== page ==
Saturday, August 27, 2016

The Chimes, by Anna Smaill

The Chimes was nominated for a World Fantasy Award this year, and also "long-listed for the Man Booker Award".  I was possibly long-listed for the Pulitzer--no one informed me.  Matters not, the question is, is it a good read and a candidate to win?

Anna Smaill is an english major, and the book is very stylish.  The Chimes is set in a post-apocalypse London, where music has deliberately replaced much of language and is a primary means of communication.  The book's style tries to get across the feeling of thinking musically, in words.  Quite a challenge.

The protagonist comes to London after his parents' death to find a particular person in the city who might be able to help.  When she refuses him, he falls in with a street gang that makes a living recycling palladium.  The palladium is in turn used to build and maintain the Carillon, played twice a day.  Its music drives all memories from the minds of the people of London, except for those they take extreme measures to preserve.  The Masters think it is better this way, after the disaster (called the Allbreaking).  The protagonist does not start out looking to change this, but finds the leader of the gang he is in with does.  The plot moves from there.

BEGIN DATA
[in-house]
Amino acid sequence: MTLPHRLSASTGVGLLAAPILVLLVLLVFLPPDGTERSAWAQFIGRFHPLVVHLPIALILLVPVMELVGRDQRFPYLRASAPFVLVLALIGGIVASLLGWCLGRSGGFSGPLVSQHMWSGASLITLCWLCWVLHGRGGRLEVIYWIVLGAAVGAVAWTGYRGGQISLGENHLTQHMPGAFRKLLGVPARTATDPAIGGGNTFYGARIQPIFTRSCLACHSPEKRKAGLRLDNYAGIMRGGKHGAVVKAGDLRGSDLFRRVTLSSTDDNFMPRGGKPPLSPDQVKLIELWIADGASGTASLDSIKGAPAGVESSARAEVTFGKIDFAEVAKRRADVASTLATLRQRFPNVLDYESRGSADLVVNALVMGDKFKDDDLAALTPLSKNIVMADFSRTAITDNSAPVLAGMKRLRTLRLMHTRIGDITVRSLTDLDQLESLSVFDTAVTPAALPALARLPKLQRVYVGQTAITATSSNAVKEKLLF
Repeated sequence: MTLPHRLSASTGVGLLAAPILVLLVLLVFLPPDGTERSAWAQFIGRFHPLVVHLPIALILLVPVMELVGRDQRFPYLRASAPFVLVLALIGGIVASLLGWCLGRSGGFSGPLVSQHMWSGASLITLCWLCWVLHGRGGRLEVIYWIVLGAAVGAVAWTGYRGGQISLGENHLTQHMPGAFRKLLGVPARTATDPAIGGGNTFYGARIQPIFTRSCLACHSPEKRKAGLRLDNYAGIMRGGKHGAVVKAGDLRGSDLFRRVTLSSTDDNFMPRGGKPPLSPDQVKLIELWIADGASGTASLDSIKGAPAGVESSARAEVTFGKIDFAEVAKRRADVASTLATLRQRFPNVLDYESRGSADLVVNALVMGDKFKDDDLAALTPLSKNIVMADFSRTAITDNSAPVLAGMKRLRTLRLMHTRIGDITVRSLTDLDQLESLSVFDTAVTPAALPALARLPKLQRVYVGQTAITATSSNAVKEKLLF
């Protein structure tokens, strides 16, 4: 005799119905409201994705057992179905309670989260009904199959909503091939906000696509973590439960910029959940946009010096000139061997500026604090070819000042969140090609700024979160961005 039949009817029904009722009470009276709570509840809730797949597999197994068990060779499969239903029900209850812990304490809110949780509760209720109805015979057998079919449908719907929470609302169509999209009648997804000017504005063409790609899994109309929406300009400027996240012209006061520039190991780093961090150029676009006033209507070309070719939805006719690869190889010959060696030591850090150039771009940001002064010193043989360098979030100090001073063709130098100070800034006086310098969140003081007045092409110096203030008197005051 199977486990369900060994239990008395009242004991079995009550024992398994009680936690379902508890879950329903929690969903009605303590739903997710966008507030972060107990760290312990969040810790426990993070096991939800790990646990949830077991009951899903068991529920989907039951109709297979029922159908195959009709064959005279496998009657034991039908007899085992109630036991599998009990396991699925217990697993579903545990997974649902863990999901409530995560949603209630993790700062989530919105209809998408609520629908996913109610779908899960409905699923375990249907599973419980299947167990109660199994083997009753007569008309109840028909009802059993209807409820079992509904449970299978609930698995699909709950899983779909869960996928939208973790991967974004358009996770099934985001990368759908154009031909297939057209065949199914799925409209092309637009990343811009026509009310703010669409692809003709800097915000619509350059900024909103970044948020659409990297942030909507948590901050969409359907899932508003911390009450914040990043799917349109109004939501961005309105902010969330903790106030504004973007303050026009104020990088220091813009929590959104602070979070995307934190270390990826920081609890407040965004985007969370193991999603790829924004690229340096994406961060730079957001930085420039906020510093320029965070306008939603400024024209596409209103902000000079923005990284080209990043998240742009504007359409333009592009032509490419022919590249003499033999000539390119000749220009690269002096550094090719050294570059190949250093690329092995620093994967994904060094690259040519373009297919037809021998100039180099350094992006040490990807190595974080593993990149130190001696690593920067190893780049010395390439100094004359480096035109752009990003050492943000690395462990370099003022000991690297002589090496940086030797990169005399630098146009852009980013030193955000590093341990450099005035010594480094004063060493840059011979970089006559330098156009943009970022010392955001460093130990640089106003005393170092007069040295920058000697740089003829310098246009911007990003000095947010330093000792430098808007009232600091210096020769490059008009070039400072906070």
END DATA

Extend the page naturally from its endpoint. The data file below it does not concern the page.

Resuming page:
Unfortunately the challenge Smaill sets for herself winds up being a bit much, and what we end up with is a book that is difficult to read.  Its plot is OK but does not, in my mind, quite repay the effort needed to pull it out.  I got something out of it, but if I'm glad a book is over when I'm done reading it I can't give it a strong recommendation.  2 stars from me.

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